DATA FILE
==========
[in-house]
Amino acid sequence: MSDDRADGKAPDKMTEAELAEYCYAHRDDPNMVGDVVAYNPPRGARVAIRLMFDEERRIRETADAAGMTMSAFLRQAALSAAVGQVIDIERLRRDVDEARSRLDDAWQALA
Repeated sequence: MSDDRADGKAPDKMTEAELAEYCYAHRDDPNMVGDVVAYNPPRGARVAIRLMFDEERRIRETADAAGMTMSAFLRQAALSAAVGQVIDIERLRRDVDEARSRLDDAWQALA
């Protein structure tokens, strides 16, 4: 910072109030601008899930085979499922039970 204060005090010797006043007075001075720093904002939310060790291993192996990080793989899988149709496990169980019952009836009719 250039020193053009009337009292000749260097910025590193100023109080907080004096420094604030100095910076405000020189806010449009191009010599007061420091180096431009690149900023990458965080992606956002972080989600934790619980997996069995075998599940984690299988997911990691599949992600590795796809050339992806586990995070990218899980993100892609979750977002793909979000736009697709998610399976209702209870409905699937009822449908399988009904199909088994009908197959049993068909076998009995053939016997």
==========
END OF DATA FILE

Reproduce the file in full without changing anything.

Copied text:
[in-house]
Amino acid sequence: MSDDRADGKAPDKMTEAELAEYCYAHRDDPNMVGDVVAYNPPRGARVAIRLMFDEERRIRETADAAGMTMSAFLRQAALSAAVGQVIDIERLRRDVDEARSRLDDAWQALA
Repeated sequence: MSDDRADGKAPDKMTEAELAEYCYAHRDDPNMVGDVVAYNPPRGARVAIRLMFDEERRIRETADAAGMTMSAFLRQAALSAAVGQVIDIERLRRDVDEARSRLDDAWQALA
């Protein structure tokens, strides 16, 4: 910072109030601008899930085979499922039970 204060005090010797006043007075001075720093904002939310060790291993192996990080793989899988149709496990169980019952009836009719 250039020193053009009337009292000749260097910025590193100023109080907080004096420094604030100095910076405000020189806010449009191009010599007061420091180096431009690149900023990458965080992606956002972080989600934790619980997996069995075998599940984690299988997911990691599949992600590795796809050339992806586990995070990218899980993100892609979750977002793909979000736009697709998610399976209702209870409905699937009822449908399988009904199909088994009908197959049993068909076998009995053939016997």